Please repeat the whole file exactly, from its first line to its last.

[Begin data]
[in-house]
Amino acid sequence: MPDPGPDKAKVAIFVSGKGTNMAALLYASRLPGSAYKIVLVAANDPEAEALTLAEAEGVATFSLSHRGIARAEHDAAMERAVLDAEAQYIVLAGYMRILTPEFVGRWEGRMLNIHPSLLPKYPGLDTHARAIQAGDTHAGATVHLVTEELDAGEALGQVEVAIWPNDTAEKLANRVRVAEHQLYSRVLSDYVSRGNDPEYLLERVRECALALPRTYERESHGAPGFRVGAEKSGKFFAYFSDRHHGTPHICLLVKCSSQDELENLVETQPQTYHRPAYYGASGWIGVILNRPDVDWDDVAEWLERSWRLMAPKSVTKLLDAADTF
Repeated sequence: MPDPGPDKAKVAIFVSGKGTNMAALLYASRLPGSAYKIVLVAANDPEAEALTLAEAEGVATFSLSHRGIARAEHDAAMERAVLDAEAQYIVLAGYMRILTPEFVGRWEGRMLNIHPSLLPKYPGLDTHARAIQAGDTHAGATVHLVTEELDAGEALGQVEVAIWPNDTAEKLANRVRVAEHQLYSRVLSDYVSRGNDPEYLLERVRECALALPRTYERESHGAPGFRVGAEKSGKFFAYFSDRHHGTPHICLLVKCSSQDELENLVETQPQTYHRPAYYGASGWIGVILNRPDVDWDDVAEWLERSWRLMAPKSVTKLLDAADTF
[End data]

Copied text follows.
[in-house]
Amino acid sequence: MPDPGPDKAKVAIFVSGKGTNMAALLYASRLPGSAYKIVLVAANDPEAEALTLAEAEGVATFSLSHRGIARAEHDAAMERAVLDAEAQYIVLAGYMRILTPEFVGRWEGRMLNIHPSLLPKYPGLDTHARAIQAGDTHAGATVHLVTEELDAGEALGQVEVAIWPNDTAEKLANRVRVAEHQLYSRVLSDYVSRGNDPEYLLERVRECALALPRTYERESHGAPGFRVGAEKSGKFFAYFSDRHHGTPHICLLVKCSSQDELENLVETQPQTYHRPAYYGASGWIGVILNRPDVDWDDVAEWLERSWRLMAPKSVTKLLDAADTF
Repeated sequence: MPDPGPDKAKVAIFVSGKGTNMAALLYASRLPGSAYKIVLVAANDPEAEALTLAEAEGVATFSLSHRGIARAEHDAAMERAVLDAEAQYIVLAGYMRILTPEFVGRWEGRMLNIHPSLLPKYPGLDTHARAIQAGDTHAGATVHLVTEELDAGEALGQVEVAIWPNDTAEKLANRVRVAEHQLYSRVLSDYVSRGNDPEYLLERVRECALALPRTYERESHGAPGFRVGAEKSGKFFAYFSDRHHGTPHICLLVKCSSQDELENLVETQPQTYHRPAYYGASGWIGVILNRPDVDWDDVAEWLERSWRLMAPKSVTKLLDAADTF